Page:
With the passage of the new Rules of Criminal Procedure in 2014 (and its coming into force in June 2015), however, drug related crimes became subject to appeal as well.

General Courts, 1979-1982

 

In cases not falling under the jurisdiction of the Revolutionary Courts, the system devised under the previous regime continued to function in parallel with new systems devised by laws passed by the Judicial Council, one of which, entitled The Legal Bill for the Establishment of General Courts of 11 September 1979, radically changed the entire structure and categorization of the courts. It divided the courts in three branches: Criminal, Civil, and Peace (a sort of arbitration court dealing with minor financial and other disputes). Specialized courts such as family courts were eliminated.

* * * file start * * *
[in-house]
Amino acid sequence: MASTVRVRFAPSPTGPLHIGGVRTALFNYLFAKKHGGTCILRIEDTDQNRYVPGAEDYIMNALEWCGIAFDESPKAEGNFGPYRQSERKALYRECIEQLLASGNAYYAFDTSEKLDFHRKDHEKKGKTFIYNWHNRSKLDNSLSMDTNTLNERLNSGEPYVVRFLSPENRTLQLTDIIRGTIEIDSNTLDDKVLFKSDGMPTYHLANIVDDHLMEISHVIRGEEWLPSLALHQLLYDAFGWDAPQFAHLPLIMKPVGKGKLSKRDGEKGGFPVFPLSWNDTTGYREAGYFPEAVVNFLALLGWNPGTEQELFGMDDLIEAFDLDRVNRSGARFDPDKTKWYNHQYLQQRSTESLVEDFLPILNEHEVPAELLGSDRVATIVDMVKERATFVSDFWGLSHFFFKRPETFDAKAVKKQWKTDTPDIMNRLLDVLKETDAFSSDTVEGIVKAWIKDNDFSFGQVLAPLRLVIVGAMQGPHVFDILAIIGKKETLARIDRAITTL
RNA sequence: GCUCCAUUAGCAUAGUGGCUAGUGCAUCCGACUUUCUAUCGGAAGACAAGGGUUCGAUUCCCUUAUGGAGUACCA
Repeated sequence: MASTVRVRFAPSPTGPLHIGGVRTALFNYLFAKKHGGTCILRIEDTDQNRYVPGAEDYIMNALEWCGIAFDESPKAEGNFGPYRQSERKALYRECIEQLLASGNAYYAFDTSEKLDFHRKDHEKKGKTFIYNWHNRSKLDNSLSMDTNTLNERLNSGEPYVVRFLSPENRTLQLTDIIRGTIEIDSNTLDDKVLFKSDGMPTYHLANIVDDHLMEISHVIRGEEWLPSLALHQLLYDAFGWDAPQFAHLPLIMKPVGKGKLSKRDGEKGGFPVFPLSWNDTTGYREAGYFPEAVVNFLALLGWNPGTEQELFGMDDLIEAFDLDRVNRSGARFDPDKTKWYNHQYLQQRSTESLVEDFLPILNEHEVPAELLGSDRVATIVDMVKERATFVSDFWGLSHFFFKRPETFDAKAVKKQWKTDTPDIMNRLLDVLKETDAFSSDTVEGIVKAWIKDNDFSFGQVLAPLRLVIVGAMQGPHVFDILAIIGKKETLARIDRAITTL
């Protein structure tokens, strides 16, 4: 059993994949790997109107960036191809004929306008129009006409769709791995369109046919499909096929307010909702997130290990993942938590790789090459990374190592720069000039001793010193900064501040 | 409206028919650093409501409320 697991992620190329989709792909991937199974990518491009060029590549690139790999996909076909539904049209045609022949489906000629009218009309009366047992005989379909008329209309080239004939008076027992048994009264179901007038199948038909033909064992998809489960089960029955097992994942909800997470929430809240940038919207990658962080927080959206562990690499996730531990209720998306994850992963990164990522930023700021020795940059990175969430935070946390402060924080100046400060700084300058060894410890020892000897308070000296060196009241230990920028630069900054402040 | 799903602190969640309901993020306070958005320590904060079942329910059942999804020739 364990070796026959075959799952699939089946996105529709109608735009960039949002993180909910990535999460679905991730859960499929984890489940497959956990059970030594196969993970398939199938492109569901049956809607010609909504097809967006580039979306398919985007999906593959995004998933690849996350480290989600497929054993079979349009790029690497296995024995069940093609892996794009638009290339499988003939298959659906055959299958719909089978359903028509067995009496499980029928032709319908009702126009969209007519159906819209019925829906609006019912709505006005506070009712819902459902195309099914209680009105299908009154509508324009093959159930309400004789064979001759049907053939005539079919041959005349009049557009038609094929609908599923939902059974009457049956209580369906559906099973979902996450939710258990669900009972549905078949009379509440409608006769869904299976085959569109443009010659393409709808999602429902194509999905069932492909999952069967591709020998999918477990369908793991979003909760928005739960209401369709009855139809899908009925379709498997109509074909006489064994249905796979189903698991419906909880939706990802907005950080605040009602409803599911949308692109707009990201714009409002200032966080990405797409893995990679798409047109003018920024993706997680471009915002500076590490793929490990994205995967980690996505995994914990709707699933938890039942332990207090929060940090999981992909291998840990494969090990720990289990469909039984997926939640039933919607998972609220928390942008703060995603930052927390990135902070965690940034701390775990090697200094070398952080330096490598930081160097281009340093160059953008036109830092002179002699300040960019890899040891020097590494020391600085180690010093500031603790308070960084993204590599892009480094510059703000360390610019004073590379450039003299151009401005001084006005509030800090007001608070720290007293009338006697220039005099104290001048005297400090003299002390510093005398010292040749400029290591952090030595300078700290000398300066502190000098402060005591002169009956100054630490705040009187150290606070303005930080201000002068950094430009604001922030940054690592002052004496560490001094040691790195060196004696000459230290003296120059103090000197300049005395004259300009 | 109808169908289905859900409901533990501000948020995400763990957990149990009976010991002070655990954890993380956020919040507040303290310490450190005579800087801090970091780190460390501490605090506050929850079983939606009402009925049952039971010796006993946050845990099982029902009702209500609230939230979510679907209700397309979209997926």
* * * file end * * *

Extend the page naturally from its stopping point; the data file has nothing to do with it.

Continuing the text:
General Courts, 1982-1994

 

The Law of the Amendments to the Rules of Criminal Procedure of 1982 established a new criminal courts system, Criminal Courts I and II. Criminal Court I, established only in provincial capitals, had jurisdiction over more serious offenses, including those punishable by death, and Criminal Court II heard less serious crimes.

 

General Courts, 1994-2002

 

The Law for the Establishment of General and Revolutionary Courts of 14 June 1994 established umbrella courts called General Courts, which replaced and dissolved pre-existing civil and criminal courts. The law dissolved the Prosecutor’s offices and tasked a single person with the roles of judge, prosecutor, and investigator.

 

General Courts, 2002-2015